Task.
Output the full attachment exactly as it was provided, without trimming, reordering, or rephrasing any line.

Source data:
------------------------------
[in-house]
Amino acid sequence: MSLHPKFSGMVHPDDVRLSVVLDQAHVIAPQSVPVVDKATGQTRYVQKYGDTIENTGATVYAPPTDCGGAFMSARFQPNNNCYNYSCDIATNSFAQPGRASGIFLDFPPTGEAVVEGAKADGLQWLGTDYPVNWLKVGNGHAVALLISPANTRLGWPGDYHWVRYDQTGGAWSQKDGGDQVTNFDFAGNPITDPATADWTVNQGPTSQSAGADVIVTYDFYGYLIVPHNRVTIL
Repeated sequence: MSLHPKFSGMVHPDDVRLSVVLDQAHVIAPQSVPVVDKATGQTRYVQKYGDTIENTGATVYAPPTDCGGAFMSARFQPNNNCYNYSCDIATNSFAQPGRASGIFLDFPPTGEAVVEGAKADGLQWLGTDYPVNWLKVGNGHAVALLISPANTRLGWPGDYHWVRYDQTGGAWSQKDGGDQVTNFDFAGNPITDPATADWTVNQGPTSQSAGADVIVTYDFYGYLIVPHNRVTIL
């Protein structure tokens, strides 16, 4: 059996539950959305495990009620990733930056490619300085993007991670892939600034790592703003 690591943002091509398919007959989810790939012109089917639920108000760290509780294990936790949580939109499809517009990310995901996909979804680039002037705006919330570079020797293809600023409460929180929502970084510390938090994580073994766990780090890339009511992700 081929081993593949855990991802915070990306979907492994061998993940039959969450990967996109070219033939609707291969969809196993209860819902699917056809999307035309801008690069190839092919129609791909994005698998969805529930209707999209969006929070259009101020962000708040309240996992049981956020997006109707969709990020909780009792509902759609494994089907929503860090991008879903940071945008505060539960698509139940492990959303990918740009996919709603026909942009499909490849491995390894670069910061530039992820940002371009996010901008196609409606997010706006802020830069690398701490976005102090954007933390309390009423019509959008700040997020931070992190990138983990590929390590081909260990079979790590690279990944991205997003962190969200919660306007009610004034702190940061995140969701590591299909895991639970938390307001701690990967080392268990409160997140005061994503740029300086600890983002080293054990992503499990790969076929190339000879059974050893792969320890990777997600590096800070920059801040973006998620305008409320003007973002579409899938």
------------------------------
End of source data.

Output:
[in-house]
Amino acid sequence: MSLHPKFSGMVHPDDVRLSVVLDQAHVIAPQSVPVVDKATGQTRYVQKYGDTIENTGATVYAPPTDCGGAFMSARFQPNNNCYNYSCDIATNSFAQPGRASGIFLDFPPTGEAVVEGAKADGLQWLGTDYPVNWLKVGNGHAVALLISPANTRLGWPGDYHWVRYDQTGGAWSQKDGGDQVTNFDFAGNPITDPATADWTVNQGPTSQSAGADVIVTYDFYGYLIVPHNRVTIL
Repeated sequence: MSLHPKFSGMVHPDDVRLSVVLDQAHVIAPQSVPVVDKATGQTRYVQKYGDTIENTGATVYAPPTDCGGAFMSARFQPNNNCYNYSCDIATNSFAQPGRASGIFLDFPPTGEAVVEGAKADGLQWLGTDYPVNWLKVGNGHAVALLISPANTRLGWPGDYHWVRYDQTGGAWSQKDGGDQVTNFDFAGNPITDPATADWTVNQGPTSQSAGADVIVTYDFYGYLIVPHNRVTIL
């Protein structure tokens, strides 16, 4: 059996539950959305495990009620990733930056490619300085993007991670892939600034790592703003 690591943002091509398919007959989810790939012109089917639920108000760290509780294990936790949580939109499809517009990310995901996909979804680039002037705006919330570079020797293809600023409460929180929502970084510390938090994580073994766990780090890339009511992700 081929081993593949855990991802915070990306979907492994061998993940039959969450990967996109070219033939609707291969969809196993209860819902699917056809999307035309801008690069190839092919129609791909994005698998969805529930209707999209969006929070259009101020962000708040309240996992049981956020997006109707969709990020909780009792509902759609494994089907929503860090991008879903940071945008505060539960698509139940492990959303990918740009996919709603026909942009499909490849491995390894670069910061530039992820940002371009996010901008196609409606997010706006802020830069690398701490976005102090954007933390309390009423019509959008700040997020931070992190990138983990590929390590081909260990079979790590690279990944991205997003962190969200919660306007009610004034702190940061995140969701590591299909895991639970938390307001701690990967080392268990409160997140005061994503740029300086600890983002080293054990992503499990790969076929190339000879059974050893792969320890990777997600590096800070920059801040973006998620305008409320003007973002579409899938």